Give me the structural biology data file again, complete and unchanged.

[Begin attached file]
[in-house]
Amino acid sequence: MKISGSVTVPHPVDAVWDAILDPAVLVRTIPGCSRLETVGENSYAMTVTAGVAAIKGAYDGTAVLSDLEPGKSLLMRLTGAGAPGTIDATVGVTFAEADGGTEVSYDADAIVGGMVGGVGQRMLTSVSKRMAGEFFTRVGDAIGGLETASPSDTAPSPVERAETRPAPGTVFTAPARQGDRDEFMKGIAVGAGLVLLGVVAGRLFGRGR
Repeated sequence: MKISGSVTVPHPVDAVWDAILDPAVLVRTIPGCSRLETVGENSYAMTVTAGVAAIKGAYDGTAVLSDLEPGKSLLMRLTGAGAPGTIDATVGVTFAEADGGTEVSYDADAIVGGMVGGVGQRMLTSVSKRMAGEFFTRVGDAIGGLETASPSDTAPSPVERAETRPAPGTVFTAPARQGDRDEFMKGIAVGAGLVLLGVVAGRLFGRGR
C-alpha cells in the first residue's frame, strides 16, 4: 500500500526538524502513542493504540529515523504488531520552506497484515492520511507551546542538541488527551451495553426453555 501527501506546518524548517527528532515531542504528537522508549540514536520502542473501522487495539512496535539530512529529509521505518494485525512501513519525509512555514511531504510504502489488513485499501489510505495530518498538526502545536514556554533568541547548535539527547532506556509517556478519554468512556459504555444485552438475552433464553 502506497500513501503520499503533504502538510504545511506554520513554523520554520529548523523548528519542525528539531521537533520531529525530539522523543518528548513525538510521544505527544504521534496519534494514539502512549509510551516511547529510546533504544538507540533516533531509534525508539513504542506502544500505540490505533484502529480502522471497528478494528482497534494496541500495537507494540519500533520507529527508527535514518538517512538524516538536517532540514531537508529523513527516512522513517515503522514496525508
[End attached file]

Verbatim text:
[in-house]
Amino acid sequence: MKISGSVTVPHPVDAVWDAILDPAVLVRTIPGCSRLETVGENSYAMTVTAGVAAIKGAYDGTAVLSDLEPGKSLLMRLTGAGAPGTIDATVGVTFAEADGGTEVSYDADAIVGGMVGGVGQRMLTSVSKRMAGEFFTRVGDAIGGLETASPSDTAPSPVERAETRPAPGTVFTAPARQGDRDEFMKGIAVGAGLVLLGVVAGRLFGRGR
Repeated sequence: MKISGSVTVPHPVDAVWDAILDPAVLVRTIPGCSRLETVGENSYAMTVTAGVAAIKGAYDGTAVLSDLEPGKSLLMRLTGAGAPGTIDATVGVTFAEADGGTEVSYDADAIVGGMVGGVGQRMLTSVSKRMAGEFFTRVGDAIGGLETASPSDTAPSPVERAETRPAPGTVFTAPARQGDRDEFMKGIAVGAGLVLLGVVAGRLFGRGR
C-alpha cells in the first residue's frame, strides 16, 4: 500500500526538524502513542493504540529515523504488531520552506497484515492520511507551546542538541488527551451495553426453555 501527501506546518524548517527528532515531542504528537522508549540514536520502542473501522487495539512496535539530512529529509521505518494485525512501513519525509512555514511531504510504502489488513485499501489510505495530518498538526502545536514556554533568541547548535539527547532506556509517556478519554468512556459504555444485552438475552433464553 502506497500513501503520499503533504502538510504545511506554520513554523520554520529548523523548528519542525528539531521537533520531529525530539522523543518528548513525538510521544505527544504521534496519534494514539502512549509510551516511547529510546533504544538507540533516533531509534525508539513504542506502544500505540490505533484502529480502522471497528478494528482497534494496541500495537507494540519500533520507529527508527535514518538517512538524516538536517532540514531537508529523513527516512522513517515503522514496525508